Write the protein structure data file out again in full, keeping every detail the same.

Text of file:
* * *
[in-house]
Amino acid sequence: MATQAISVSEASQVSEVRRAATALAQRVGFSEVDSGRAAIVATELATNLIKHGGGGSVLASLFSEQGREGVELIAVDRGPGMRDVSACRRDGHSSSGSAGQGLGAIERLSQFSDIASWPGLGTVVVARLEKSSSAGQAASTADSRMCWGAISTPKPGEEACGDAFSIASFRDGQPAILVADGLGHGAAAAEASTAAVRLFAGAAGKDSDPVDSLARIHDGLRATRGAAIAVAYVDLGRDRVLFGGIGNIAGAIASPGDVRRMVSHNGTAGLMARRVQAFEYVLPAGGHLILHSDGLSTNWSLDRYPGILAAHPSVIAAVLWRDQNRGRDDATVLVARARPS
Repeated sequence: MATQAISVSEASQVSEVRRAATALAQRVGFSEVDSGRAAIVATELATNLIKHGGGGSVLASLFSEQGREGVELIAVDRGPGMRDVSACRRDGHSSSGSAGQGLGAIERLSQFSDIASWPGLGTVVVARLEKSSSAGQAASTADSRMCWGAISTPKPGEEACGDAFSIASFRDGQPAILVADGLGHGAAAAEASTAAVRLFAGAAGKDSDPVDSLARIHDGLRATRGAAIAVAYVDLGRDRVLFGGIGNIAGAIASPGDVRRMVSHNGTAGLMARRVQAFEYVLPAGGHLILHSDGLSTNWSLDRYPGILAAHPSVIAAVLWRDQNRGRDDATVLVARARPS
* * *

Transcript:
[in-house]
Amino acid sequence: MATQAISVSEASQVSEVRRAATALAQRVGFSEVDSGRAAIVATELATNLIKHGGGGSVLASLFSEQGREGVELIAVDRGPGMRDVSACRRDGHSSSGSAGQGLGAIERLSQFSDIASWPGLGTVVVARLEKSSSAGQAASTADSRMCWGAISTPKPGEEACGDAFSIASFRDGQPAILVADGLGHGAAAAEASTAAVRLFAGAAGKDSDPVDSLARIHDGLRATRGAAIAVAYVDLGRDRVLFGGIGNIAGAIASPGDVRRMVSHNGTAGLMARRVQAFEYVLPAGGHLILHSDGLSTNWSLDRYPGILAAHPSVIAAVLWRDQNRGRDDATVLVARARPS
Repeated sequence: MATQAISVSEASQVSEVRRAATALAQRVGFSEVDSGRAAIVATELATNLIKHGGGGSVLASLFSEQGREGVELIAVDRGPGMRDVSACRRDGHSSSGSAGQGLGAIERLSQFSDIASWPGLGTVVVARLEKSSSAGQAASTADSRMCWGAISTPKPGEEACGDAFSIASFRDGQPAILVADGLGHGAAAAEASTAAVRLFAGAAGKDSDPVDSLARIHDGLRATRGAAIAVAYVDLGRDRVLFGGIGNIAGAIASPGDVRRMVSHNGTAGLMARRVQAFEYVLPAGGHLILHSDGLSTNWSLDRYPGILAAHPSVIAAVLWRDQNRGRDDATVLVARARPS